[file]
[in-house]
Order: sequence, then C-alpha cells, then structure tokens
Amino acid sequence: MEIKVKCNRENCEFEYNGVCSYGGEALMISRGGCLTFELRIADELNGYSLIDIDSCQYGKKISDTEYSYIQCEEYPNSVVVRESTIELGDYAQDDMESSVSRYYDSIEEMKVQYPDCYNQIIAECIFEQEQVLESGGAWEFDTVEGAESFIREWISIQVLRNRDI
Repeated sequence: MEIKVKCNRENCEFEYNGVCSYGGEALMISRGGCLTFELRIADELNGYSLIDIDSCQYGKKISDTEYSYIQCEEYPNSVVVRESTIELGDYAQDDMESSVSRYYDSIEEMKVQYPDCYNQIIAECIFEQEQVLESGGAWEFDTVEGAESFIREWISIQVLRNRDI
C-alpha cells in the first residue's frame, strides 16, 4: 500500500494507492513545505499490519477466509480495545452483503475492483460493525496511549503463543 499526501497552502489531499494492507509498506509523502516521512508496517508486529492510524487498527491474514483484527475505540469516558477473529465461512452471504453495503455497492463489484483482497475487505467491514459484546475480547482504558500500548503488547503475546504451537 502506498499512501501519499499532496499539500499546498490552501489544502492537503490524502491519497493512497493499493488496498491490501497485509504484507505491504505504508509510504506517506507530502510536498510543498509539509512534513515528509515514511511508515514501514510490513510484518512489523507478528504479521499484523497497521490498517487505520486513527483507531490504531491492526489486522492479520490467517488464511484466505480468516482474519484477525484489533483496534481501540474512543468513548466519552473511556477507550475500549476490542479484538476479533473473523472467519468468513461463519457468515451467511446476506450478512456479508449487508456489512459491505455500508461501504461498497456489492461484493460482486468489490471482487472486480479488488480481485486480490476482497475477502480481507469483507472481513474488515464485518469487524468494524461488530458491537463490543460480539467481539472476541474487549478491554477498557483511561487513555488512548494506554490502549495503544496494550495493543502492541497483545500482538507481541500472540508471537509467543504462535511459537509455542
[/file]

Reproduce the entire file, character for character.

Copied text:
[in-house]
Order: sequence, then C-alpha cells, then structure tokens
Amino acid sequence: MEIKVKCNRENCEFEYNGVCSYGGEALMISRGGCLTFELRIADELNGYSLIDIDSCQYGKKISDTEYSYIQCEEYPNSVVVRESTIELGDYAQDDMESSVSRYYDSIEEMKVQYPDCYNQIIAECIFEQEQVLESGGAWEFDTVEGAESFIREWISIQVLRNRDI
Repeated sequence: MEIKVKCNRENCEFEYNGVCSYGGEALMISRGGCLTFELRIADELNGYSLIDIDSCQYGKKISDTEYSYIQCEEYPNSVVVRESTIELGDYAQDDMESSVSRYYDSIEEMKVQYPDCYNQIIAECIFEQEQVLESGGAWEFDTVEGAESFIREWISIQVLRNRDI
C-alpha cells in the first residue's frame, strides 16, 4: 500500500494507492513545505499490519477466509480495545452483503475492483460493525496511549503463543 499526501497552502489531499494492507509498506509523502516521512508496517508486529492510524487498527491474514483484527475505540469516558477473529465461512452471504453495503455497492463489484483482497475487505467491514459484546475480547482504558500500548503488547503475546504451537 502506498499512501501519499499532496499539500499546498490552501489544502492537503490524502491519497493512497493499493488496498491490501497485509504484507505491504505504508509510504506517506507530502510536498510543498509539509512534513515528509515514511511508515514501514510490513510484518512489523507478528504479521499484523497497521490498517487505520486513527483507531490504531491492526489486522492479520490467517488464511484466505480468516482474519484477525484489533483496534481501540474512543468513548466519552473511556477507550475500549476490542479484538476479533473473523472467519468468513461463519457468515451467511446476506450478512456479508449487508456489512459491505455500508461501504461498497456489492461484493460482486468489490471482487472486480479488488480481485486480490476482497475477502480481507469483507472481513474488515464485518469487524468494524461488530458491537463490543460480539467481539472476541474487549478491554477498557483511561487513555488512548494506554490502549495503544496494550495493543502492541497483545500482538507481541500472540508471537509467543504462535511459537509455542